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5 Ways to Break the Chain of Infection

Patrick Boshell
October 16, 2017



Viral and bacterial infections threaten the health and well-being of adults and children in every environment – from highly developed, industrial nations to struggling, third-world countries. International Infection Prevention Week (IIPW), which takes place October 16-22, 2017, is a global campaign designed to zero in on healthcare’s shared mission: “Break the Chain of Infection.”


The Association of Professionals in Infection Control and Epidemiology (APIC) recommends six strategies for breaking the chain of infection, one of which is proper hand hygiene. Consider how you can contribute to “Breaking the Chain of Infection” by implementing strategies like the following:


  1. Champion the adoption and use of effective hand hygiene guidelines, including the WHO Five Moments.


  1. Use proper hand washing and sanitising techniques, as recommended by the Centers for Disease Control and Prevention (CDC), which suggests when and how to perform hand hygiene with practical advice on glove use, skin and nail care and use of sanitisers.


  1. Choose hand hygiene products carefully, taking into account factors like professionals’ acceptance of the product and product availability and access on every shift. Among the issues: Does the product work? Do staff understand, accept and use the product appropriately? Is the product available and easily accessible?


  1. Share performance gains. Healthcare professionals seek timely, accurate, evidence-based feedback on clinical and business performance. They’re eager to learn how their actions, including hand hygiene compliance, move the needle on patient safety, quality, infection control and readmissions prevention. The solution: Use daily huddles, meetings and celebratory events to report on hand hygiene performance improvements and celebrate hand hygiene ambassadors and champions.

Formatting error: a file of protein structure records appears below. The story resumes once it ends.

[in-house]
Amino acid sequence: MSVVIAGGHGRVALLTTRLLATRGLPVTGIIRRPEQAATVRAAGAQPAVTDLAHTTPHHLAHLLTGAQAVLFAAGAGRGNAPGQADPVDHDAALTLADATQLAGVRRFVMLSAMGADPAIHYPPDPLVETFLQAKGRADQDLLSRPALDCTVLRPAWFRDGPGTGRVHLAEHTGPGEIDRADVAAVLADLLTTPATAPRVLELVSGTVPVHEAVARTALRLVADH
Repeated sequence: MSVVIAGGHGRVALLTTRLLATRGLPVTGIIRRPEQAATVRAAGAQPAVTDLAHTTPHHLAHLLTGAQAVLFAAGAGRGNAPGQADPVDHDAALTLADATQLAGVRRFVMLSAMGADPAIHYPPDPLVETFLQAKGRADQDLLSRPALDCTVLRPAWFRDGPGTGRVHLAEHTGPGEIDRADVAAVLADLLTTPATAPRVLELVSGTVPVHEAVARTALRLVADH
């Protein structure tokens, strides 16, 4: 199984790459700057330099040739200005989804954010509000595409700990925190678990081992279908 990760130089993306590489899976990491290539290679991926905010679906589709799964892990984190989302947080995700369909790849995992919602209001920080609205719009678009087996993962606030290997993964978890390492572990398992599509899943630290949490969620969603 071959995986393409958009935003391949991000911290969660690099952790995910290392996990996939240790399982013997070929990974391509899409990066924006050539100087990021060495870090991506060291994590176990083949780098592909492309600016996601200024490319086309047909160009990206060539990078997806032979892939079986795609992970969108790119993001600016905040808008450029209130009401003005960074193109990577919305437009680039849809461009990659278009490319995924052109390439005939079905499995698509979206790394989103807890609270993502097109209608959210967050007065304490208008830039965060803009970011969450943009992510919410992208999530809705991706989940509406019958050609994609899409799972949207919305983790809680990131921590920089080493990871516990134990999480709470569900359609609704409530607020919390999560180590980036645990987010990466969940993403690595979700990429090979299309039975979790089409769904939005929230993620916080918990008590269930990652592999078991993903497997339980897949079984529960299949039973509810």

1. Make hand hygiene fun! Hand hygiene should be encouraged and we have seen that facilities are the most successful with compliance increases when the staff work together to implement a proper hand hygiene culture. Position hand hygiene as an opportunity to contribute to a culture of compliance, quality, safety and joy in the workplace. For example, if you notice a co-worker miss an opportunity, consider a secret phrase like “paws” or a gesture like an open palm to help professionals remind their colleagues to perform hand hygiene.


International Infection Prevention Week (IIPW)


The 2017 theme for International Infection Prevention Week is Antibiotic Resistance. Antimicrobial resistance has gained notoriety as one of the most pressing public health issues the world faces today. It is occurring everywhere in the world, compromising our ability to treat infectious diseases, as well as undermining many other advances in health and medicine.


The treatment for patients with antimicrobial resistant infections is costlier, requires additional testing and expensive drugs to treat.  25,000 deaths in Europe are attributable to antimicrobial resistance[i].


One of the objectives of the World Health Organization (WHO) Global Plan on Antimicrobial Resistance is to reduce infections by improving hygiene, sanitation, and infection prevention. The most effective and efficient means of infection prevention in the community and healthcare settings is hand hygiene.


Each of us – patients, families, and healthcare personnel – has an important role to play in keeping patients safe from infection. First and foremost, know the basics of infection prevention. Do your part – hand hygiene is key! Whether you’re in a healthcare facility or in the community, there are things healthcare professionals, patients, and family members can do to stay safe from infections.


The changes you introduce during this important commemorative week will create a foundation for hand hygiene compliance initiatives going forward.


Head to or to discover what downloads are available for you to promote hand hygiene in your facility.



 [i] International Infection Prevention Week (IIPW)


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